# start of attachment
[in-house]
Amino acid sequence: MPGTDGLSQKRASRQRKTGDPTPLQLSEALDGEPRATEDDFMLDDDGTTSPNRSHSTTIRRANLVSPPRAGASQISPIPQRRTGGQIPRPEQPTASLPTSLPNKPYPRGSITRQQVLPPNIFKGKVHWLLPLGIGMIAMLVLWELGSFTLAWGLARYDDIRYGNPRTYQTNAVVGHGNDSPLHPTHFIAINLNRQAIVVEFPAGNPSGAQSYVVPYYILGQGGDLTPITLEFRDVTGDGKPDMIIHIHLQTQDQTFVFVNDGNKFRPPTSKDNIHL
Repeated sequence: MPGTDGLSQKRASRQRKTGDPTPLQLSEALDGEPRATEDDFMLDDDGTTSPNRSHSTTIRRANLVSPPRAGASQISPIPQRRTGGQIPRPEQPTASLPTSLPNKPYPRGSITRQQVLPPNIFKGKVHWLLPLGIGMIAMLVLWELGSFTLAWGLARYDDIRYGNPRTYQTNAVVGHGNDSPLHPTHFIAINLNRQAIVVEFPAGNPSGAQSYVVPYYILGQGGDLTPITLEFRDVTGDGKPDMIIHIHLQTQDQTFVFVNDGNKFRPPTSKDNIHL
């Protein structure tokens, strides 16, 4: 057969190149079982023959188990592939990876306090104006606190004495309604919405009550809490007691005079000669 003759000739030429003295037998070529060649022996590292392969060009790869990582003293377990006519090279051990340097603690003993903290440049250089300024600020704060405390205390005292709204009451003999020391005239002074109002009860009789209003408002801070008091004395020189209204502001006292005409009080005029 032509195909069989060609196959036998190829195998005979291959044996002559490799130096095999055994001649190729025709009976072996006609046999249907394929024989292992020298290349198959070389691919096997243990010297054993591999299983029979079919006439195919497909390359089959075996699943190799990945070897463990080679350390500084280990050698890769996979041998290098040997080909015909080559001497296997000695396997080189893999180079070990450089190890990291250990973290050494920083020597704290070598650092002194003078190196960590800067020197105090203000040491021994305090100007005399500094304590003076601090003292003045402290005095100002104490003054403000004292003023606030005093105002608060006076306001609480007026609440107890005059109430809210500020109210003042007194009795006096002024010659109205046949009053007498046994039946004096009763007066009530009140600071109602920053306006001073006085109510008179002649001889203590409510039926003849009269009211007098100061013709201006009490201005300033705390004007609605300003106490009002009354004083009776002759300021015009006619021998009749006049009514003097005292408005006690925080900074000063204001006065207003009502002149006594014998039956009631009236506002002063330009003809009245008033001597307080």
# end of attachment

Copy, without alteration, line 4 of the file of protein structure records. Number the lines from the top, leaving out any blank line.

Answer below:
């Protein structure tokens, strides 16, 4: 057969190149079982023959188990592939990876306090104006606190004495309604919405009550809490007691005079000669 003759000739030429003295037998070529060649022996590292392969060009790869990582003293377990006519090279051990340097603690003993903290440049250089300024600020704060405390205390005292709204009451003999020391005239002074109002009860009789209003408002801070008091004395020189209204502001006292005409009080005029 032509195909069989060609196959036998190829195998005979291959044996002559490799130096095999055994001649190729025709009976072996006609046999249907394929024989292992020298290349198959070389691919096997243990010297054993591999299983029979079919006439195919497909390359089959075996699943190799990945070897463990080679350390500084280990050698890769996979041998290098040997080909015909080559001497296997000695396997080189893999180079070990450089190890990291250990973290050494920083020597704290070598650092002194003078190196960590800067020197105090203000040491021994305090100007005399500094304590003076601090003292003045402290005095100002104490003054403000004292003023606030005093105002608060006076306001609480007026609440107890005059109430809210500020109210003042007194009795006096002024010659109205046949009053007498046994039946004096009763007066009530009140600071109602920053306006001073006085109510008179002649001889203590409510039926003849009269009211007098100061013709201006009490201005300033705390004007609605300003106490009002009354004083009776002759300021015009006619021998009749006049009514003097005292408005006690925080900074000063204001006065207003009502002149006594014998039956009631009236506002002063330009003809009245008033001597307080």